Pat, I don't think it's cheek. I agree with you, but sometimes I fall into a sort of melancholy hole that only time will pull me out of...even if I try to think of cheery things, it doesn't really work when I'm like this, alas.
xo

Cinnamon: it's actually an amazing suicide story--he went exactly as he meant to! But horrifying to the onlookers. Apparently it's not the only time it's happened...

I'm really looking forward to the reopening of the blog!

Leah said...

Brian--thank you dear. We can all hope for it...or at least imagine it could be true...

xl said...

Like Pat, this also made me think of the people who jumped off the World Trade Center on 9/11.

Normal everyday people whose lives were reduced to a decision on how to die. Jumping was the least worse choice.

Hunter said...

"...the ruffling breeze from his descent..." -That really got me. Falling imagery is stuck in my head of late. The WIP (in its current first rough draft guise) even has a scene involving Brueghel's Fall of Icarus.

Here's to sprouting wings on the way down. ;)

Jimmy Bastard said...

Sunless and dim I cannot accept after the reading of this excellent piece. Shall we agree to disagree on 'merely resting' instead?

This 1975 painting by Marc Chagall only added to the ambience of the narration, and was a fine choice.

Strangely enough... a copy of the same painting can be found in my wifes study.

savannah said...

i understand, sugar. xoxo

Leah said...

xl--I had thought of those people do--although they didn't want to die, unlike this gentleman who took the plunge at the Met--as you say, they had the best of two bad choices.

Hunter--I confess to a great curiosity about your WIP! Really.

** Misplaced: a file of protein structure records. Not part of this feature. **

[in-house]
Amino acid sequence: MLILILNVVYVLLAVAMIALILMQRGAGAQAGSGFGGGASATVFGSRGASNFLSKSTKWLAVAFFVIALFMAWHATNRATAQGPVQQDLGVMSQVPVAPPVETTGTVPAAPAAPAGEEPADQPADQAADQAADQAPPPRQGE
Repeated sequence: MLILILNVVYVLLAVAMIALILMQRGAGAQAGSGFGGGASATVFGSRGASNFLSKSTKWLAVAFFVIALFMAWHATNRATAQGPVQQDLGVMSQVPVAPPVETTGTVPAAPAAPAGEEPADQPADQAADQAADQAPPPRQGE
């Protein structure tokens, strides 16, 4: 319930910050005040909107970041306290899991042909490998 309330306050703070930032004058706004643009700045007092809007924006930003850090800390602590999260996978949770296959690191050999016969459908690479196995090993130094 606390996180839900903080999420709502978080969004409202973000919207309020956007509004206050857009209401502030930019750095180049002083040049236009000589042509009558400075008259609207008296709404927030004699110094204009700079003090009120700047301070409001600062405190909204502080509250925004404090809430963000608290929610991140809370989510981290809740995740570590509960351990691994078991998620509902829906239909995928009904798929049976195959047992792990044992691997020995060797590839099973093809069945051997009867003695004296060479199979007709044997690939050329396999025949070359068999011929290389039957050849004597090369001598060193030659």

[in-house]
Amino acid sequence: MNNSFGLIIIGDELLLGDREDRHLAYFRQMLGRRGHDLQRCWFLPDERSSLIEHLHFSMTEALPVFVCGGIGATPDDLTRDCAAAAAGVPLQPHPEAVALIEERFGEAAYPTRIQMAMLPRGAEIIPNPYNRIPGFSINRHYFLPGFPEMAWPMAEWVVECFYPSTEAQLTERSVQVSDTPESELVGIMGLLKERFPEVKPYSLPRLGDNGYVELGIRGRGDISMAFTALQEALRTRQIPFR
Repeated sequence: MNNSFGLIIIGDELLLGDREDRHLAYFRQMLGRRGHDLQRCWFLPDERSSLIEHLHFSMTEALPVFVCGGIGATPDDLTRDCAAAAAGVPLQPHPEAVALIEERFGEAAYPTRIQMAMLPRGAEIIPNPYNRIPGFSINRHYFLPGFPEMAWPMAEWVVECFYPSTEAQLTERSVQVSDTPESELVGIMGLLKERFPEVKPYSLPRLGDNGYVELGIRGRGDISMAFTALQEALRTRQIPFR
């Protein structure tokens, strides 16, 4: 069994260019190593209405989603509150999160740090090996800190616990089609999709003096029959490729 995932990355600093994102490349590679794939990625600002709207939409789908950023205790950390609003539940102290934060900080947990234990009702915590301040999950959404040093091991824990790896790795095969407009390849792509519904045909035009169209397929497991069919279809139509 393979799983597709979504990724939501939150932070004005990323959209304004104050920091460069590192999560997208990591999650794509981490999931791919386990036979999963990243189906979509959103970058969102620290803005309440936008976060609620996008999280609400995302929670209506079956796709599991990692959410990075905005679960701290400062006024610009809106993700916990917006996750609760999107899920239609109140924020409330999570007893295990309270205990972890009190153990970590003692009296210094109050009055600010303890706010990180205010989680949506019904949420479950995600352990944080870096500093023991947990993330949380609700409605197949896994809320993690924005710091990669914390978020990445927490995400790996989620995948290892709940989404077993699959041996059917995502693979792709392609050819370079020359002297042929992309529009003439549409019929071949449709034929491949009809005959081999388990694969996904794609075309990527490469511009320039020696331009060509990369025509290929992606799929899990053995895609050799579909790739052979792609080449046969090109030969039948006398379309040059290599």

falling imagery is so primal, so disturbing...

Jimmy--I am in a doldrums, but I will defer to your wisdom and think of it as merely resting... and thank you.

It's a great painting, isn't it?

sav--hugs and hugs. xo

nick said...

It's very puzzling that he chose to jump to his death at the Opera House when so many people would witness it and be shocked and horrified. But I guess he had got to the point where other people's reactions were less important than the terrible despair and frustration he was feeling.

I'm sure your mind is not sunless and dim even though that is your current perception of it....

mago said...

There's a picture (by Peewee, the 30s criminal street photographer?) of a young woman who jumped from the empire State Building and landed on a car.
She looks beautiful.

The Unbearable Banishment said...

What a fantastic post and a great use of juxtaposition. I never knew the story of the suicide at the Met. Was his death so dark? Could it have been, for him, the most peaceful of exits?

I love those huge Marc Chagall murals at the Met. You have to see them in person to really appreciate them.

Leah said...

nick--possibly he even wanted the drama of it all--one last grand gesture, as if he himself were the show! An incredible way to go...

Leah said...

mago--I looked it up and found it HERE. Every detail is haunting, including the fluttering white scarf...

UB--you're right. Although the man's final hours were dark, the death itself may have been more flight than fall...

Karen ^..^ said...

Sunless and dim... I've been there. It's not that we DWELL on the sad and melancholy but it just comes to us and we need to express it somehow so as NOT to dwell on it. This was quite a remarkable story. The poor onlookers... I wouldn't be quite right after witnessing such an event.

Baino said...

I love the way you write. Your posts are written with such depth and soul. You're definitely not flat even if you feel a little low. As for the poor falling man . .I think he was making a point. Such a public suicide. Those jumping from the twin towers were making a choice . . burn or fall? I would have jumped.

I hope your melancholy is momentary. Then if you'd been bubbly and gay, we'd have had puppy shots instead! (that's not a bad thing!)

Megan said...